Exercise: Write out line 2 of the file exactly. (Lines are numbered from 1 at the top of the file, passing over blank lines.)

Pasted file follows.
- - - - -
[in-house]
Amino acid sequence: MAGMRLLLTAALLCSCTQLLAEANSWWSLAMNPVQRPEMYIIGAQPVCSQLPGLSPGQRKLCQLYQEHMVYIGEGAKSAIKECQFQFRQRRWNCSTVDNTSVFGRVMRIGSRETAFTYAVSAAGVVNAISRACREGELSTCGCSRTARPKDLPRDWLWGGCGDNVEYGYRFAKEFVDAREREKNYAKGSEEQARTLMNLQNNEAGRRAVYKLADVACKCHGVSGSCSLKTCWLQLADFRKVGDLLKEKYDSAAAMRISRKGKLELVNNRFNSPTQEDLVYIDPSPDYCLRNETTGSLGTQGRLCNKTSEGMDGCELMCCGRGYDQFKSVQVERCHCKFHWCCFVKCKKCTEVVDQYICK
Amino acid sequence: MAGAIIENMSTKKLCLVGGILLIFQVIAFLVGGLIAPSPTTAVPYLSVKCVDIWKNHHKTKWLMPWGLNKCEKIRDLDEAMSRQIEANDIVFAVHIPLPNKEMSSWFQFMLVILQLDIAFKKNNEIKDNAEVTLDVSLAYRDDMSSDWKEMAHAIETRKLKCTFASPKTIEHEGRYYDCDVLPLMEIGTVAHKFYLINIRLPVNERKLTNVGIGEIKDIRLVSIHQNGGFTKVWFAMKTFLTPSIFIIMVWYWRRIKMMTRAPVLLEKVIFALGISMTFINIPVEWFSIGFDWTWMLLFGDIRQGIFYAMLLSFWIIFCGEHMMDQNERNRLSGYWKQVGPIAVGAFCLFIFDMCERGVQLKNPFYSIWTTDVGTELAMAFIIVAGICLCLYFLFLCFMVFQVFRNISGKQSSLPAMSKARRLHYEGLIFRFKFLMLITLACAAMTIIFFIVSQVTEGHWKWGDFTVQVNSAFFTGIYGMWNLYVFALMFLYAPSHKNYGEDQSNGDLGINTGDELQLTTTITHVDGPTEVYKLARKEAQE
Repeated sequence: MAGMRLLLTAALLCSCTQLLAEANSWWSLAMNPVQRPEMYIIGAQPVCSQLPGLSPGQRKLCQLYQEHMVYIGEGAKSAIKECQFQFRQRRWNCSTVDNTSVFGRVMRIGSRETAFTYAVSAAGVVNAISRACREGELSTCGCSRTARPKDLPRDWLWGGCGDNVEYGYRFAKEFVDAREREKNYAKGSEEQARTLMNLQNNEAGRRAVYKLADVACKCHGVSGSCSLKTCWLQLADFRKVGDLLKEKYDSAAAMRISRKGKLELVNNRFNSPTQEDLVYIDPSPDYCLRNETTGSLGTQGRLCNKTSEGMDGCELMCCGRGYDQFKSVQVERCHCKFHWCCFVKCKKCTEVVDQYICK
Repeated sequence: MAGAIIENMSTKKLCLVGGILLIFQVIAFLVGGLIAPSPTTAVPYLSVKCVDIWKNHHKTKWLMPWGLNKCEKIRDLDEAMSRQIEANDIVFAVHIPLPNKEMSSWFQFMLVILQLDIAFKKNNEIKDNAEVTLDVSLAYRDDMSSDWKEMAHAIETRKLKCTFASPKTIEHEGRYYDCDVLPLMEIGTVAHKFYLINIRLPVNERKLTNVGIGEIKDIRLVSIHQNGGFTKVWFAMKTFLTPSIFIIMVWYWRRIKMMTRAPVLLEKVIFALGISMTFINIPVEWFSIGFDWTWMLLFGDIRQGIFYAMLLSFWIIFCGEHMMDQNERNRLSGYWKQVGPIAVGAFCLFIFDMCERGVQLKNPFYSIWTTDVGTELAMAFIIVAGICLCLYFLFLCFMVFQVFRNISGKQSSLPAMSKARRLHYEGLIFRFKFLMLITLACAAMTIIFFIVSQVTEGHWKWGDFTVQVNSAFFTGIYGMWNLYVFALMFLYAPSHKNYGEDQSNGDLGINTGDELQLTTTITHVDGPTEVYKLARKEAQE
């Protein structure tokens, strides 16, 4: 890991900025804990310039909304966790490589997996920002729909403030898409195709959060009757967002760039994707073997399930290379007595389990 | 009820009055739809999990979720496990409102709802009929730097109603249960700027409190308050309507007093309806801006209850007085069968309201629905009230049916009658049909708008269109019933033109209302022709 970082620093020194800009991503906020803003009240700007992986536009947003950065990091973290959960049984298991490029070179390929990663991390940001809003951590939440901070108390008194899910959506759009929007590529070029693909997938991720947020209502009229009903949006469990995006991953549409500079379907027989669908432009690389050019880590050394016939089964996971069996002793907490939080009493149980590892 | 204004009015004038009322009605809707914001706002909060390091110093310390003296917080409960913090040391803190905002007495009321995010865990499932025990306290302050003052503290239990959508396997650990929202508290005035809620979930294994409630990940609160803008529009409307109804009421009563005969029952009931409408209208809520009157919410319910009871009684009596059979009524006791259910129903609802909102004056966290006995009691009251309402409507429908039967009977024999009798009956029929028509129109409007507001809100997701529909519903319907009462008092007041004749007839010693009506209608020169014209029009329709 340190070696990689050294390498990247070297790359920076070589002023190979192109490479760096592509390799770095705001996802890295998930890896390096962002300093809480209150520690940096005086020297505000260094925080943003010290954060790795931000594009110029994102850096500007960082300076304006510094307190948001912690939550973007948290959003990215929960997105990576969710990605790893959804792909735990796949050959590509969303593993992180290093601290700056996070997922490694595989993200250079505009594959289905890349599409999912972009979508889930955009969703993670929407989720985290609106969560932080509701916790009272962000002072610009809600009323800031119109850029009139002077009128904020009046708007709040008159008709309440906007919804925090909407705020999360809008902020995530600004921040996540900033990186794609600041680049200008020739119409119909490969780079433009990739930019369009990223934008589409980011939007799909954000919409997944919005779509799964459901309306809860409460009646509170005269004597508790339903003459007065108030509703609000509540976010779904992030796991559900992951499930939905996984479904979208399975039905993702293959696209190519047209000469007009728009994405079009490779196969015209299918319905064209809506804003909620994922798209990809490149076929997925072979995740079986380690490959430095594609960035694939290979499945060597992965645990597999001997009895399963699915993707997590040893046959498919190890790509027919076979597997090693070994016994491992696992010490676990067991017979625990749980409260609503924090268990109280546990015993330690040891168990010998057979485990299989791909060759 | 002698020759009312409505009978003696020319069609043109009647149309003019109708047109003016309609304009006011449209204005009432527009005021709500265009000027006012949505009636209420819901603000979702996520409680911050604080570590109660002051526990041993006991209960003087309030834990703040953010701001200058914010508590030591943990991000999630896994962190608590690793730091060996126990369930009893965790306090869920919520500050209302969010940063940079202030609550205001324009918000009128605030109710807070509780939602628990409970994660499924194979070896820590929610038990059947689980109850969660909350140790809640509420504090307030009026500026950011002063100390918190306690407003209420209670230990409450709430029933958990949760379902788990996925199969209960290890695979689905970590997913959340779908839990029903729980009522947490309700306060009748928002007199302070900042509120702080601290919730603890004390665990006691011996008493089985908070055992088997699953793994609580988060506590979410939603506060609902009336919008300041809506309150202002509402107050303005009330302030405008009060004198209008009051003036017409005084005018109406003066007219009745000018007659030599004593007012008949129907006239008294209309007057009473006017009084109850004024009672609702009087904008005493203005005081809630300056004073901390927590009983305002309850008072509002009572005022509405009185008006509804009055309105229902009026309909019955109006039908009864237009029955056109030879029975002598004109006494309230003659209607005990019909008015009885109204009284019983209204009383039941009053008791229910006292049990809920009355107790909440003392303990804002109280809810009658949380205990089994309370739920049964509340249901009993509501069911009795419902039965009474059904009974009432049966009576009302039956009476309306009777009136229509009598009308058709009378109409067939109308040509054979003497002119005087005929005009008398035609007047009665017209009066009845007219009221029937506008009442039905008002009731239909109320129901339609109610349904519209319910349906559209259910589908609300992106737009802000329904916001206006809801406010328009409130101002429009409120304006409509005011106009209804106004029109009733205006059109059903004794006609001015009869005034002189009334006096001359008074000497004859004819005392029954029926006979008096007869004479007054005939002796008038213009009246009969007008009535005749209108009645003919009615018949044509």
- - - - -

Amino acid sequence: MAGMRLLLTAALLCSCTQLLAEANSWWSLAMNPVQRPEMYIIGAQPVCSQLPGLSPGQRKLCQLYQEHMVYIGEGAKSAIKECQFQFRQRRWNCSTVDNTSVFGRVMRIGSRETAFTYAVSAAGVVNAISRACREGELSTCGCSRTARPKDLPRDWLWGGCGDNVEYGYRFAKEFVDAREREKNYAKGSEEQARTLMNLQNNEAGRRAVYKLADVACKCHGVSGSCSLKTCWLQLADFRKVGDLLKEKYDSAAAMRISRKGKLELVNNRFNSPTQEDLVYIDPSPDYCLRNETTGSLGTQGRLCNKTSEGMDGCELMCCGRGYDQFKSVQVERCHCKFHWCCFVKCKKCTEVVDQYICK